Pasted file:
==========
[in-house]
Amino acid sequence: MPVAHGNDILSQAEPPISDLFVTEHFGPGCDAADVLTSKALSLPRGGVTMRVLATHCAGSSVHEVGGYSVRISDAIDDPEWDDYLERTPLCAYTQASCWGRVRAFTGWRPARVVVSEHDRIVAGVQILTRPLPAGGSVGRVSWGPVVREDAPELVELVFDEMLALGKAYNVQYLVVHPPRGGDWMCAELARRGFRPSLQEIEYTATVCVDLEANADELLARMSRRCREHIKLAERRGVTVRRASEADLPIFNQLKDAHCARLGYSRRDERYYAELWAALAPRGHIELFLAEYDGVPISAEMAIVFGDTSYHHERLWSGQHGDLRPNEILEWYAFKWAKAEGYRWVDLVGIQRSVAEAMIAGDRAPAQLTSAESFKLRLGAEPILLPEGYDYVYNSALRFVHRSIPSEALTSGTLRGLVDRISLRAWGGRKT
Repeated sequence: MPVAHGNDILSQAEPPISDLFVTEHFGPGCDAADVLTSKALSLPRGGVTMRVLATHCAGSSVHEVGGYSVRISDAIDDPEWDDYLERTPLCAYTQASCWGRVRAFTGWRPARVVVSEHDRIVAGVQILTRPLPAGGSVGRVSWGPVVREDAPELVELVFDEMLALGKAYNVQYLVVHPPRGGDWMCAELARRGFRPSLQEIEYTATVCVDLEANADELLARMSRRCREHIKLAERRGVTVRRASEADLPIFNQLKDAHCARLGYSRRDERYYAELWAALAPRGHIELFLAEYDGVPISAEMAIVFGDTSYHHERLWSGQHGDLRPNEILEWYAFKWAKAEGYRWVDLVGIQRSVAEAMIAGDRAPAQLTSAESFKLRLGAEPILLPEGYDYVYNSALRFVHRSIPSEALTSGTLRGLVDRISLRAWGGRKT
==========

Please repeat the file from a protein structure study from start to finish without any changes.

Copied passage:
[in-house]
Amino acid sequence: MPVAHGNDILSQAEPPISDLFVTEHFGPGCDAADVLTSKALSLPRGGVTMRVLATHCAGSSVHEVGGYSVRISDAIDDPEWDDYLERTPLCAYTQASCWGRVRAFTGWRPARVVVSEHDRIVAGVQILTRPLPAGGSVGRVSWGPVVREDAPELVELVFDEMLALGKAYNVQYLVVHPPRGGDWMCAELARRGFRPSLQEIEYTATVCVDLEANADELLARMSRRCREHIKLAERRGVTVRRASEADLPIFNQLKDAHCARLGYSRRDERYYAELWAALAPRGHIELFLAEYDGVPISAEMAIVFGDTSYHHERLWSGQHGDLRPNEILEWYAFKWAKAEGYRWVDLVGIQRSVAEAMIAGDRAPAQLTSAESFKLRLGAEPILLPEGYDYVYNSALRFVHRSIPSEALTSGTLRGLVDRISLRAWGGRKT
Repeated sequence: MPVAHGNDILSQAEPPISDLFVTEHFGPGCDAADVLTSKALSLPRGGVTMRVLATHCAGSSVHEVGGYSVRISDAIDDPEWDDYLERTPLCAYTQASCWGRVRAFTGWRPARVVVSEHDRIVAGVQILTRPLPAGGSVGRVSWGPVVREDAPELVELVFDEMLALGKAYNVQYLVVHPPRGGDWMCAELARRGFRPSLQEIEYTATVCVDLEANADELLARMSRRCREHIKLAERRGVTVRRASEADLPIFNQLKDAHCARLGYSRRDERYYAELWAALAPRGHIELFLAEYDGVPISAEMAIVFGDTSYHHERLWSGQHGDLRPNEILEWYAFKWAKAEGYRWVDLVGIQRSVAEAMIAGDRAPAQLTSAESFKLRLGAEPILLPEGYDYVYNSALRFVHRSIPSEALTSGTLRGLVDRISLRAWGGRKT